The world is trying to move us away from laptops and toward 2-in-1 devices. Following Microsoft's original dalliance and the emergence of Window RT, there was some turmoil, as it became immediately evident that people didn't want RT - they wanted the full Windows experience. 

The Surface typified this move to a more mobile line of devices, as the chunky laptops of the past were resigned to tech landfill. Samsung went as far as folding its laptop business in the UK, but device like the Galaxy TabPro started this transition to something new, a rival to the Surface. 

The Galaxy Book, launched at Mobile World Congress 2017 bring a much stronger identity to this type of device, leaving the Tab S3 on Android, the Galaxy Book is a sophisticated rival to the Surface Pro

  • 10.6-inch models gets Intel Core i3
  • 12-inch model packs HDR and Intel Core i5 

There are two versions of the Galaxy Book - 10.6 and 12-inch. These aren't just a different size, they are different spec too, with the 12-inch model being the one you'd probably append the Pro moniker too: it offers HDR, has a higher resolution 2160 x 1440 pixel display, more power and more ports.

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That 12-inch display is really impressive and the support for HDR is a relatively new development in mobile devices. It's a technology that's been talked about in television for the last few years, giving you wider colours and greater contrast, with greater peak brightness output. It only really applies to video content, however, so you'll probably only really revel in its greatness when watching the likes of Amazon Video.

It comes with the Intel Core i5, 7-gen, and Samsung was keen to point out that this was the i5 U, so fan cooled, meaning real power. It's paired with 4GB RAM as standard, but there's an 8GB version, depending on how much grunt you really need. For storage you have 128GB SSD on the 4GB version, jumping to 256GB on the 8GB version.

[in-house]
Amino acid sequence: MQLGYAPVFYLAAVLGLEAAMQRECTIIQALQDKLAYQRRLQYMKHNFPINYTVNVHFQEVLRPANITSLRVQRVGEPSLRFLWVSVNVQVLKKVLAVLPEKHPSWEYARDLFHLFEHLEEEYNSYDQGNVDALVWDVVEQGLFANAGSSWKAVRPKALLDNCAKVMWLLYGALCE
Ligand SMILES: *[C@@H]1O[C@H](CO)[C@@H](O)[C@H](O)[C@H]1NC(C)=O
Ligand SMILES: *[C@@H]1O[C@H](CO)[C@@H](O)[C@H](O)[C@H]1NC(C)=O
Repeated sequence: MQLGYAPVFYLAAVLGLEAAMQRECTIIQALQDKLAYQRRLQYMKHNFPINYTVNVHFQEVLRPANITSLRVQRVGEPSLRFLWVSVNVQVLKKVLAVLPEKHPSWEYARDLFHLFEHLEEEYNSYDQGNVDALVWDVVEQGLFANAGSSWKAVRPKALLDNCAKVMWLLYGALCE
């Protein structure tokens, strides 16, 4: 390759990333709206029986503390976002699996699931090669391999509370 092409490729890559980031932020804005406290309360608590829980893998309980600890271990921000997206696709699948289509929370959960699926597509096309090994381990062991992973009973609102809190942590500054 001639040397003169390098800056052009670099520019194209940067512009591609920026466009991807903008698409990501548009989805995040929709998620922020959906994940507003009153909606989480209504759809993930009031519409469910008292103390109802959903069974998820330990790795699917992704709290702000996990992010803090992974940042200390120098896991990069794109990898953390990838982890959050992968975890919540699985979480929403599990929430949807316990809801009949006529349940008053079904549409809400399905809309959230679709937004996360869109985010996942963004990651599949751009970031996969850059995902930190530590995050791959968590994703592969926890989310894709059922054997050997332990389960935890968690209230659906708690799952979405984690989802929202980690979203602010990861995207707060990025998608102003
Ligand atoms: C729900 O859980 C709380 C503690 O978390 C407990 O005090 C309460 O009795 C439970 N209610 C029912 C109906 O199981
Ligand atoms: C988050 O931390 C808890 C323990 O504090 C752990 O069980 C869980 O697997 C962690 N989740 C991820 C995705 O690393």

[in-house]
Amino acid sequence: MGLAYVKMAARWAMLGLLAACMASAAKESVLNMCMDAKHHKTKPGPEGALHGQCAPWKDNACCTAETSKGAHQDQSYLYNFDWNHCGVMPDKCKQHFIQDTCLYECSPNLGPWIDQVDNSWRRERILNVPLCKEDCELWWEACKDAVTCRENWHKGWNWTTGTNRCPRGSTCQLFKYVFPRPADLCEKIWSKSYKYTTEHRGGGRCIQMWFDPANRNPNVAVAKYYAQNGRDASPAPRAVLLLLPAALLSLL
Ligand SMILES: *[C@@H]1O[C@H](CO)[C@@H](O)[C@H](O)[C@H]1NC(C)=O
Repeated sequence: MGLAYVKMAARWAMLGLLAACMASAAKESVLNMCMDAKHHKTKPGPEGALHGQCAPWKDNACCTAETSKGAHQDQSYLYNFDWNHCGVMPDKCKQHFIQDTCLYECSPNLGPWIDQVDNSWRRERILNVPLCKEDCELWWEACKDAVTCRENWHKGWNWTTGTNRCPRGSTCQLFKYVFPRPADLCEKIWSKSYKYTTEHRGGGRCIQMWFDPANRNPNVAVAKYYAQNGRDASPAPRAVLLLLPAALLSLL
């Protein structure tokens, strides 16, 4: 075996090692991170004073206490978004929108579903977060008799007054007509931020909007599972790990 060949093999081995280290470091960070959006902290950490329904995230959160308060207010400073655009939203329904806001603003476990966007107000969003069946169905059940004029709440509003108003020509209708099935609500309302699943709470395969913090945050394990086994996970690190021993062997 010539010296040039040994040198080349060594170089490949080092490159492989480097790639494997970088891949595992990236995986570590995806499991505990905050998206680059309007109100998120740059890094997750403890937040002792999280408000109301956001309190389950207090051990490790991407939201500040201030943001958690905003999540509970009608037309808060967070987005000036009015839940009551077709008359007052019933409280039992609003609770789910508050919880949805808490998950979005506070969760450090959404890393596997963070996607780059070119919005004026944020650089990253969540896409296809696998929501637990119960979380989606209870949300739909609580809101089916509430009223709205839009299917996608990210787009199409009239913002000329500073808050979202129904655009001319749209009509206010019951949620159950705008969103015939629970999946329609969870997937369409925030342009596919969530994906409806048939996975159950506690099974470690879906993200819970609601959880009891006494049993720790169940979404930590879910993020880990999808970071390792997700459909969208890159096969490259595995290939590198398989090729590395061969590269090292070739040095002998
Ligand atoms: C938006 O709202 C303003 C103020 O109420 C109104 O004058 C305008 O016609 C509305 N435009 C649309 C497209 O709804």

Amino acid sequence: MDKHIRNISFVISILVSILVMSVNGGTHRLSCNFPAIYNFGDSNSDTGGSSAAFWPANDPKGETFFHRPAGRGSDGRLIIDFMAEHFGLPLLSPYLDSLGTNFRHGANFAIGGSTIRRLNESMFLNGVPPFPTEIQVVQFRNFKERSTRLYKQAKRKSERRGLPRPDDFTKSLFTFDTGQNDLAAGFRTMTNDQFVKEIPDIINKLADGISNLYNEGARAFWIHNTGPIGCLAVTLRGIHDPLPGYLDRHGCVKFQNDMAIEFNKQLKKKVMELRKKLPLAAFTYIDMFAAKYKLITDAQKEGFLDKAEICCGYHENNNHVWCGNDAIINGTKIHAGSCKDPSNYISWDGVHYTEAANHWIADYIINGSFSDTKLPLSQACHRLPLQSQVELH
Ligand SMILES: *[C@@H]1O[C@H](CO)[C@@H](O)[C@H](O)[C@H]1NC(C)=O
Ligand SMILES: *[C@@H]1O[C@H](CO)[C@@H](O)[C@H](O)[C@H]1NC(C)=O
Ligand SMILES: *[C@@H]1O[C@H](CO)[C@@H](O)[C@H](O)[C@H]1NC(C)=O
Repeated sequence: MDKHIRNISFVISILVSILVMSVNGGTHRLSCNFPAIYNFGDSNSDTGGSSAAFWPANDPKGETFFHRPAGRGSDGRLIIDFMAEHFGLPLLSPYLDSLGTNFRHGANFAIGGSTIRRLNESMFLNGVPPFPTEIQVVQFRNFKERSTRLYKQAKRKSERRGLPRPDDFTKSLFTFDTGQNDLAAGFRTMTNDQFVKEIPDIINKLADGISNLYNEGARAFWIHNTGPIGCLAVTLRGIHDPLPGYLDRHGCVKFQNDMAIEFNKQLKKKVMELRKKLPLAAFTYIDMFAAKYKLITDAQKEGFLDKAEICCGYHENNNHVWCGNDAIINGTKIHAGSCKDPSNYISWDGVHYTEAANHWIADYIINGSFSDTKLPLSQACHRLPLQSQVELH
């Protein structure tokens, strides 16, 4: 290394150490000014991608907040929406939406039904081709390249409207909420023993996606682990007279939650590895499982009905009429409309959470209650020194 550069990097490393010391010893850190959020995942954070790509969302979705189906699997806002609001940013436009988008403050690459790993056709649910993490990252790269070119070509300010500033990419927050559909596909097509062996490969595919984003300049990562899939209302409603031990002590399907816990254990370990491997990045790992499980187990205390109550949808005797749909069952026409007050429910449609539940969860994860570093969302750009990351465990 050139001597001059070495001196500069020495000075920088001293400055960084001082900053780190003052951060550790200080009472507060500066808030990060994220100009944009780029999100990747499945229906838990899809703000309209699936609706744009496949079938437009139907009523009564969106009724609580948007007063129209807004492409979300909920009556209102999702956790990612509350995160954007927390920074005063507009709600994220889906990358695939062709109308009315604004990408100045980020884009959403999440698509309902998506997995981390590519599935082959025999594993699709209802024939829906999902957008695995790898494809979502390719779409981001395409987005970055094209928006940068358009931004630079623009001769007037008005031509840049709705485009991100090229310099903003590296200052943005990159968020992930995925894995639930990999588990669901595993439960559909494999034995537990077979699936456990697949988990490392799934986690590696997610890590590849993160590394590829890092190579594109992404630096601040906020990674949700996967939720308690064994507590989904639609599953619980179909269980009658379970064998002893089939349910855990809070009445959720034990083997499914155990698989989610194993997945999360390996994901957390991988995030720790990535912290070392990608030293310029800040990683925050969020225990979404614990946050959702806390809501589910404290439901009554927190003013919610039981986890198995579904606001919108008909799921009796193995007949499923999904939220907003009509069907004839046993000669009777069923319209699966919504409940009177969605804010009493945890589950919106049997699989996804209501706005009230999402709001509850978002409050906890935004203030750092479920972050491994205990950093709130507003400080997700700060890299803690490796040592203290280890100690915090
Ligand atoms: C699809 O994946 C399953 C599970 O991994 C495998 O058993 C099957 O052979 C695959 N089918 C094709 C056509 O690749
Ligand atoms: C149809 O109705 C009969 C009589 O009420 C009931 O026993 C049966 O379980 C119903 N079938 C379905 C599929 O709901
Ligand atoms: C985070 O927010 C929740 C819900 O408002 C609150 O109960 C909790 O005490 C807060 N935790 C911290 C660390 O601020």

The 12-inch Galaxy Book also doubles the connection, offering two USB Type-C connections, and we've seen this running with two connected USB monitors, but it means you'll be able to connect a range of accessories quickly and easily.

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The 10.6-inch model by comparison offers a 1920 x 1280 pixel display and is powered by a 7-gen Intel Core m3 processor, 4GB RAM and 128GB SSD. There's also only the one USB Type-C connection on offer. 

We imagine there will be a substantial difference in price: the 2016 Galaxy TabPro S was £849 and that sort of fell between the spec of these two models, basically offering the larger's display with smaller's hardware. We suspect the 12-inch Galaxy Book will sail well over £1000. 

  • Galaxy Book 12: 291.3 x 199.8 x 7.4mm, 754g
  • Galaxy Book 10: 261.2 x 179.1 x 8.9mm, 640g

The Galaxy Book gets off to a great start offering a wonderful slim design. We don't think it's quite as luscious as the Galaxy Tab S3 with its glass back: it's more serious in its design, but all of Samsung's tablets at this level offer an elegance in their design.

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They're also impressively thin, as the TabPro S was previously, with a 7.4mm thickness on the larger 12-inch model. There's certainly no questioning the portability here and with a weight that comes in much lighter than small laptops, that's less strain on your shoulders.

The important thing is that the Galaxy Book comes with the keyboard cover. This has been refined over the previous offerings, designed to create more space for keys and give a nice action, with 1.5mm of travel. The action on this keyboard cover seems good, although we've not had the chance to really put it through its paces and see how it performs in the real world.